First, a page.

Therefore encourage one another and build each other up, just as in fact you are doing. – 1 Thessalonians 5:11
Part of loving others is the need to build others up.
But in the church, because of the influence of the culture around us, there is confusion about what building others up means.
What are we building? What is the purpose of building up others? What is the basis we are building upon?
That is a good place to start with how to build.
1. Building up is truthful.
It you have tuned into any of the reality competition shows like America’s Got Talent, The Voice, American Idol, etc., there is a refrain you hear over and over again:
“You are a star.”
Clearly that is not the truth. How many stars can there be? Not as many as ascribed to by these shows.
In our culture we have substituted flattery for building up.
So we much too easily tell people they are the best – speaker, spouse, employee, athlete, student, beauty, etc.
Flattery exaggerates, giving a false impression. Flattery is not based in truth.
Flattery builds up the false self. It appeals to our desire to compare. (see What Comparison Does) To know how we stack up, so we can base our sense of self on that knowledge.
The problem with the foundation of sand is what happens when that false impression is not validated? When the student who has been told they are amazing and special fails a test? Or the athlete that has been coddled does not make the team?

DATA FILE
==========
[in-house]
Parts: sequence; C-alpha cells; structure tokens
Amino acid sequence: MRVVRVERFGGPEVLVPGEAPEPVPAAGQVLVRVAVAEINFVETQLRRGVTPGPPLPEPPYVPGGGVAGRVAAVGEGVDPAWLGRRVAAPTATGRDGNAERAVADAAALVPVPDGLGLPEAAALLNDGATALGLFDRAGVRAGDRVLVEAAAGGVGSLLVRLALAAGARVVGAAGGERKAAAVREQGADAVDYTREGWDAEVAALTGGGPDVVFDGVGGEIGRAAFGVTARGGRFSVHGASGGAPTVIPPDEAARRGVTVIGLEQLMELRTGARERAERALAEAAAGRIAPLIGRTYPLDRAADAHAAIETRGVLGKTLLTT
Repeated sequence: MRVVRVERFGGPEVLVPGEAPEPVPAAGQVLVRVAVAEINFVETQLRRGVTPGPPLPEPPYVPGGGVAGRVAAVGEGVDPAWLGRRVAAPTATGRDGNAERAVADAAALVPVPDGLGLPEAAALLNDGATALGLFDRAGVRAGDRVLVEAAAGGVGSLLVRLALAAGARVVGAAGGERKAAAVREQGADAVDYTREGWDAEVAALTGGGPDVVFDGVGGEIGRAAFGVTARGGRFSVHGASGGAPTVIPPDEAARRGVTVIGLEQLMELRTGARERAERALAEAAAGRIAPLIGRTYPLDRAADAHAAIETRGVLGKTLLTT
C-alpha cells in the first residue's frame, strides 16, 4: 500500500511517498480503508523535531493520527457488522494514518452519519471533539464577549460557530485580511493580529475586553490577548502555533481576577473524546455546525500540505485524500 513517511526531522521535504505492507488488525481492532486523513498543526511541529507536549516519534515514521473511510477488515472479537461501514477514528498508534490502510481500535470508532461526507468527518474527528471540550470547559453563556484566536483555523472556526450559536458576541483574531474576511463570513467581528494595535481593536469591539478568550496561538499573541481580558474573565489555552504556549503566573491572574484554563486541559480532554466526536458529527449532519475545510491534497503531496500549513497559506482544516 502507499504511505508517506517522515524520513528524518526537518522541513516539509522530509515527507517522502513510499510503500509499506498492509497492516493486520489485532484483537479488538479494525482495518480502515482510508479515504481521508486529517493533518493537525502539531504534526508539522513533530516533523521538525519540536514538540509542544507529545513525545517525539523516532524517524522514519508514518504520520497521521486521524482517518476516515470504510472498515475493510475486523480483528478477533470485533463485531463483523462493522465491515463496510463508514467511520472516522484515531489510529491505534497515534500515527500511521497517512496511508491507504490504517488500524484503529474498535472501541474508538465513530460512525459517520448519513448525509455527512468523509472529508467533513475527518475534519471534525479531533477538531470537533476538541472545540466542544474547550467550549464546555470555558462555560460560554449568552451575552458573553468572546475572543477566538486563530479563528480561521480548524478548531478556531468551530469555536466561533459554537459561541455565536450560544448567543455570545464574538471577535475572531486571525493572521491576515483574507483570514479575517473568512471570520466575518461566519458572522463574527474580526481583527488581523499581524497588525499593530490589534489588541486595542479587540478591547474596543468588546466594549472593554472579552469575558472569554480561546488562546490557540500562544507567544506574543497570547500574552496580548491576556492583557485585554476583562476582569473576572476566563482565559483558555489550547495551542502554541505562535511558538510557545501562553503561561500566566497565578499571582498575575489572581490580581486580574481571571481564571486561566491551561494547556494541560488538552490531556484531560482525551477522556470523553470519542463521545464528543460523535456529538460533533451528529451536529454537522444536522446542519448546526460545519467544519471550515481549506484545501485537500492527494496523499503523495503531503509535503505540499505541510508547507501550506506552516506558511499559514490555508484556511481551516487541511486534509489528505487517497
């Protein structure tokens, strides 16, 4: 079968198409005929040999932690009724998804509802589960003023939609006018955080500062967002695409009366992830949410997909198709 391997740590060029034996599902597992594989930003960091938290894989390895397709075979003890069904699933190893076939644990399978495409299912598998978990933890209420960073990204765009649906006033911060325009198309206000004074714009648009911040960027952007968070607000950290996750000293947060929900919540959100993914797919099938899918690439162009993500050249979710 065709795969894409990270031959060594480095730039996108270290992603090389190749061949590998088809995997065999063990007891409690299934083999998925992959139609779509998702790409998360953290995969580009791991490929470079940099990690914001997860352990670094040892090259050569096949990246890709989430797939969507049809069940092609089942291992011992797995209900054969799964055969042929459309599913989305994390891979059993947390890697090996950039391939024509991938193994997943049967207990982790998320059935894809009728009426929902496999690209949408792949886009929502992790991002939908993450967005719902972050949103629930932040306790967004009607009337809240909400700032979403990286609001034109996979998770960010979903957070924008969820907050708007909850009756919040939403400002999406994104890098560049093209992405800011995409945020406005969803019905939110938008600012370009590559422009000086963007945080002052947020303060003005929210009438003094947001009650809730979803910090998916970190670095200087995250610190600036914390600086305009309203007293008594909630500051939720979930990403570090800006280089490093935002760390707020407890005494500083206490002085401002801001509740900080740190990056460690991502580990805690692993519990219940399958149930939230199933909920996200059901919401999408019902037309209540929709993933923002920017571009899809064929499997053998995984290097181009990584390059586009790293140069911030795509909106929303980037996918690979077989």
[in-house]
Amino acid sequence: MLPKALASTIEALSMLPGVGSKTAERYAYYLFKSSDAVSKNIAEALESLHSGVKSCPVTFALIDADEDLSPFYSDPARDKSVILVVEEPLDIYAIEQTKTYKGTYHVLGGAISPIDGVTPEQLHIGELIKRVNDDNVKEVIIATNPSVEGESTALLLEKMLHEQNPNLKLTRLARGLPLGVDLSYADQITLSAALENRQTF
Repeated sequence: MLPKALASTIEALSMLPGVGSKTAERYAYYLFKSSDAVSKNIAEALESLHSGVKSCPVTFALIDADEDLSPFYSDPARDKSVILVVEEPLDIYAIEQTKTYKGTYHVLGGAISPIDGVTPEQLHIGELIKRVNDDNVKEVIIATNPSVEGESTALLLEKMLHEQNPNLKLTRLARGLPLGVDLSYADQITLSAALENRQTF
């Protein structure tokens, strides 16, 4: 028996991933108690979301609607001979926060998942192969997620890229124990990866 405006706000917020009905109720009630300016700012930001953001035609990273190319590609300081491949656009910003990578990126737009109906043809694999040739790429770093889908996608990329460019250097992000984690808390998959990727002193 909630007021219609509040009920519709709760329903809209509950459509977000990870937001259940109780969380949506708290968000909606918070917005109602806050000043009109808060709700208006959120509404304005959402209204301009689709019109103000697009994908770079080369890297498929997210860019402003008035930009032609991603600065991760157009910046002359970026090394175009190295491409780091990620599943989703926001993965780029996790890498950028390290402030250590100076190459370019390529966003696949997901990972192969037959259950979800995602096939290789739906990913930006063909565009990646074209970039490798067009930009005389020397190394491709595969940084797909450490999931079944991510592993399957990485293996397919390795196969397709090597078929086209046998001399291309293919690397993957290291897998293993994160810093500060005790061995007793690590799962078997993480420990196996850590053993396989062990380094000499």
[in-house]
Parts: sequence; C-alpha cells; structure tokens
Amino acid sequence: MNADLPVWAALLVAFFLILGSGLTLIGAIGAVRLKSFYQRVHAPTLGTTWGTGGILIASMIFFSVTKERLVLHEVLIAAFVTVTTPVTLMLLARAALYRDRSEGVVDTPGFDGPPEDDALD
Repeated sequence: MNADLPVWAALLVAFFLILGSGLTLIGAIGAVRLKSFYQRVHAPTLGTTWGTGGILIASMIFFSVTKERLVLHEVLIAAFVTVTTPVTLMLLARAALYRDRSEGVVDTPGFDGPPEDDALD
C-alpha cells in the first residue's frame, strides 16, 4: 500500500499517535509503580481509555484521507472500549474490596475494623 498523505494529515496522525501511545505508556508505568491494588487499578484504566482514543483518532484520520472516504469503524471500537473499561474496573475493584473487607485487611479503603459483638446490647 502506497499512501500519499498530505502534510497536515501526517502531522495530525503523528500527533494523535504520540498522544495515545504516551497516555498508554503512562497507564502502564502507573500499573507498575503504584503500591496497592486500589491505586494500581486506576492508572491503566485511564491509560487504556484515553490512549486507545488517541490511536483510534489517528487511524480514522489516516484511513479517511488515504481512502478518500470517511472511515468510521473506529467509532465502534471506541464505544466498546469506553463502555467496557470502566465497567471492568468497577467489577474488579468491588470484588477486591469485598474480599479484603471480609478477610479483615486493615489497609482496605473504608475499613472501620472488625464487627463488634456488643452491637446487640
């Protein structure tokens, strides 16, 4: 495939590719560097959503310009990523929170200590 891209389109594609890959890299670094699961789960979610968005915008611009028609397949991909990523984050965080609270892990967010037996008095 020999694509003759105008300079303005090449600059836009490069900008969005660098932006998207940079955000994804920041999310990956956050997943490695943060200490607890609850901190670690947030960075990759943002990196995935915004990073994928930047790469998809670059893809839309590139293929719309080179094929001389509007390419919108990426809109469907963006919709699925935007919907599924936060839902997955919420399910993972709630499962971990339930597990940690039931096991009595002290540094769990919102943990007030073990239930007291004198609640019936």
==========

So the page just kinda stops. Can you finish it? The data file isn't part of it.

There will be shame (a questioning of worth) and a crisis of the false self.
2. Building up is not selfish.
How many times have you attempted to build someone up in order to get something in return?
Building another up is not a way to get what you want. Doing this becomes a way to inflate our own false self.
If I tell this person she is beautiful, maybe she’ll say the same back to me.
Or if I complement this person’s ability, then they will say something nice about what they see in me.
Or even, if I am nice to this person, they’ll let me use their condo.
Love is the motivation to build up another. (1 Corinthians 8:1) Love does not expect a return.
3. Building up is not always positive.
Western culture is extremely feelings oriented. So, we have bought into the mantra that we should not hurt someone else’s feelings.
So we will tolerate bad behaviors and even sin in order to avoid the offense of hurting another’s feelings.
This is enabling.
The reality is that sometimes to build up, there may need to be awareness of negative things. Maybe your spouse does not know how their behavior is affecting those around them. Maybe your child needs a little discipline to grow.
This is different from tearing down. Tearing down is telling another how they don’t measure up and taking away their value. Tearing down is shaming.
Building up is always compassionate. There is the offer to walk alongside. (see More Compassion Bearers)
4. Building up is rooted in Gospel truth.
Yes, you should definitely tell your daughter, wife, mother, or friend that she is beautiful.
But why? Is she beautiful because she has conformed to culture’s image of beauty? Or is she beautiful because she was lovingly created by God?
There is a difference. One enslaves or creates insecurity the other frees.
Building up should direct others toward their true identity. The foundation of rock.
As we build others up, it should create a better awareness of who the other is in Christ and how we see that on display.
Building up is a reminder of truth, necessary in the battle to overcome the lies the false self preys upon.
Building up is rooted in the Gospel. (see What is the Gospel?)
What are some practical ways to build up those around you?